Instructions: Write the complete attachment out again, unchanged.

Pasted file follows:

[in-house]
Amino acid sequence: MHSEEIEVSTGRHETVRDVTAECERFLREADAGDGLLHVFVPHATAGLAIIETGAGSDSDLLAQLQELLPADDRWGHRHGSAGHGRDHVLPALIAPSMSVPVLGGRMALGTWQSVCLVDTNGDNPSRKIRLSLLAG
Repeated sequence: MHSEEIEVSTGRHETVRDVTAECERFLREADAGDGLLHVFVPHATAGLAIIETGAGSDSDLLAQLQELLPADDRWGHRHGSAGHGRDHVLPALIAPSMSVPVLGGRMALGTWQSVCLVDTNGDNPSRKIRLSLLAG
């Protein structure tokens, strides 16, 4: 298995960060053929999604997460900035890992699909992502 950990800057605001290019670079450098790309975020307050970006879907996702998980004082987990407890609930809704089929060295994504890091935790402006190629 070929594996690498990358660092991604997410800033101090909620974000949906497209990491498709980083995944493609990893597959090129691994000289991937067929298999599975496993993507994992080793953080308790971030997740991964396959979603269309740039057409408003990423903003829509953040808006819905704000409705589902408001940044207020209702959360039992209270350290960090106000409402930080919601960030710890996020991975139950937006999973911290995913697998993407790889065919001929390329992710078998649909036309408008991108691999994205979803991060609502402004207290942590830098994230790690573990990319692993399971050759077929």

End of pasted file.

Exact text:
[in-house]
Amino acid sequence: MHSEEIEVSTGRHETVRDVTAECERFLREADAGDGLLHVFVPHATAGLAIIETGAGSDSDLLAQLQELLPADDRWGHRHGSAGHGRDHVLPALIAPSMSVPVLGGRMALGTWQSVCLVDTNGDNPSRKIRLSLLAG
Repeated sequence: MHSEEIEVSTGRHETVRDVTAECERFLREADAGDGLLHVFVPHATAGLAIIETGAGSDSDLLAQLQELLPADDRWGHRHGSAGHGRDHVLPALIAPSMSVPVLGGRMALGTWQSVCLVDTNGDNPSRKIRLSLLAG
């Protein structure tokens, strides 16, 4: 298995960060053929999604997460900035890992699909992502 950990800057605001290019670079450098790309975020307050970006879907996702998980004082987990407890609930809704089929060295994504890091935790402006190629 070929594996690498990358660092991604997410800033101090909620974000949906497209990491498709980083995944493609990893597959090129691994000289991937067929298999599975496993993507994992080793953080308790971030997740991964396959979603269309740039057409408003990423903003829509953040808006819905704000409705589902408001940044207020209702959360039992209270350290960090106000409402930080919601960030710890996020991975139950937006999973911290995913697998993407790889065919001929390329992710078998649909036309408008991108691999994205979803991060609502402004207290942590830098994230790690573990990319692993399971050759077929």